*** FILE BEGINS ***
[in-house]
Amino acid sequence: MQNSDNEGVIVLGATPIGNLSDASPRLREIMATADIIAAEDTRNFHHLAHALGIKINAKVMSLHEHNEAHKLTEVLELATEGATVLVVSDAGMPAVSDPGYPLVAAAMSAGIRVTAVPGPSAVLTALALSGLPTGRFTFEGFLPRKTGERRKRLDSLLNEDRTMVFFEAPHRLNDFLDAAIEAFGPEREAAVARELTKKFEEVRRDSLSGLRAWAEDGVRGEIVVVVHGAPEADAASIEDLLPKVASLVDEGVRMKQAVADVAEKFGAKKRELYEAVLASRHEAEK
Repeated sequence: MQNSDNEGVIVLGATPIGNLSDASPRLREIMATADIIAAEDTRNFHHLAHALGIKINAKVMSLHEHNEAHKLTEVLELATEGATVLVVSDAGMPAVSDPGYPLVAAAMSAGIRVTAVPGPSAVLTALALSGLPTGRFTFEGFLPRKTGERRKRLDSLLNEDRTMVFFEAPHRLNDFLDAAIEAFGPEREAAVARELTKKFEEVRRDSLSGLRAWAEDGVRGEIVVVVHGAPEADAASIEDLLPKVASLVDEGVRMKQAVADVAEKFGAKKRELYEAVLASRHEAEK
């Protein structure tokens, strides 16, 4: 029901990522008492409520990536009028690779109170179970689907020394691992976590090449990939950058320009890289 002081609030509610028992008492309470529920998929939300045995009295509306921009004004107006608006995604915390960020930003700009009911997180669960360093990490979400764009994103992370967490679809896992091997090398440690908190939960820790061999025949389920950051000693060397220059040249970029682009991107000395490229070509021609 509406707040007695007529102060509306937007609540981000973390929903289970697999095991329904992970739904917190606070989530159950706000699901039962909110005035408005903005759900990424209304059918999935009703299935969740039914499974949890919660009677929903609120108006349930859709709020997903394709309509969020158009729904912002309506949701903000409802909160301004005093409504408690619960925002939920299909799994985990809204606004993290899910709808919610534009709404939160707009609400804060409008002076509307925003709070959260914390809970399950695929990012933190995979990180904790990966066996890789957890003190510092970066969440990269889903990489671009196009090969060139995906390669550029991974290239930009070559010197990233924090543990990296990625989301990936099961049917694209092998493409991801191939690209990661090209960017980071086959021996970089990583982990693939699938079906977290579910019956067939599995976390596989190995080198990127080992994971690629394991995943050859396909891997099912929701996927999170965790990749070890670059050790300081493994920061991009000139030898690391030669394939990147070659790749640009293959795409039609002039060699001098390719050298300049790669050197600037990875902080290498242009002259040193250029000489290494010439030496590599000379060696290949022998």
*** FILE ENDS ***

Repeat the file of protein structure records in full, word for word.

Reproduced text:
[in-house]
Amino acid sequence: MQNSDNEGVIVLGATPIGNLSDASPRLREIMATADIIAAEDTRNFHHLAHALGIKINAKVMSLHEHNEAHKLTEVLELATEGATVLVVSDAGMPAVSDPGYPLVAAAMSAGIRVTAVPGPSAVLTALALSGLPTGRFTFEGFLPRKTGERRKRLDSLLNEDRTMVFFEAPHRLNDFLDAAIEAFGPEREAAVARELTKKFEEVRRDSLSGLRAWAEDGVRGEIVVVVHGAPEADAASIEDLLPKVASLVDEGVRMKQAVADVAEKFGAKKRELYEAVLASRHEAEK
Repeated sequence: MQNSDNEGVIVLGATPIGNLSDASPRLREIMATADIIAAEDTRNFHHLAHALGIKINAKVMSLHEHNEAHKLTEVLELATEGATVLVVSDAGMPAVSDPGYPLVAAAMSAGIRVTAVPGPSAVLTALALSGLPTGRFTFEGFLPRKTGERRKRLDSLLNEDRTMVFFEAPHRLNDFLDAAIEAFGPEREAAVARELTKKFEEVRRDSLSGLRAWAEDGVRGEIVVVVHGAPEADAASIEDLLPKVASLVDEGVRMKQAVADVAEKFGAKKRELYEAVLASRHEAEK
């Protein structure tokens, strides 16, 4: 029901990522008492409520990536009028690779109170179970689907020394691992976590090449990939950058320009890289 002081609030509610028992008492309470529920998929939300045995009295509306921009004004107006608006995604915390960020930003700009009911997180669960360093990490979400764009994103992370967490679809896992091997090398440690908190939960820790061999025949389920950051000693060397220059040249970029682009991107000395490229070509021609 509406707040007695007529102060509306937007609540981000973390929903289970697999095991329904992970739904917190606070989530159950706000699901039962909110005035408005903005759900990424209304059918999935009703299935969740039914499974949890919660009677929903609120108006349930859709709020997903394709309509969020158009729904912002309506949701903000409802909160301004005093409504408690619960925002939920299909799994985990809204606004993290899910709808919610534009709404939160707009609400804060409008002076509307925003709070959260914390809970399950695929990012933190995979990180904790990966066996890789957890003190510092970066969440990269889903990489671009196009090969060139995906390669550029991974290239930009070559010197990233924090543990990296990625989301990936099961049917694209092998493409991801191939690209990661090209960017980071086959021996970089990583982990693939699938079906977290579910019956067939599995976390596989190995080198990127080992994971690629394991995943050859396909891997099912929701996927999170965790990749070890670059050790300081493994920061991009000139030898690391030669394939990147070659790749640009293959795409039609002039060699001098390719050298300049790669050197600037990875902080290498242009002259040193250029000489290494010439030496590599000379060696290949022998």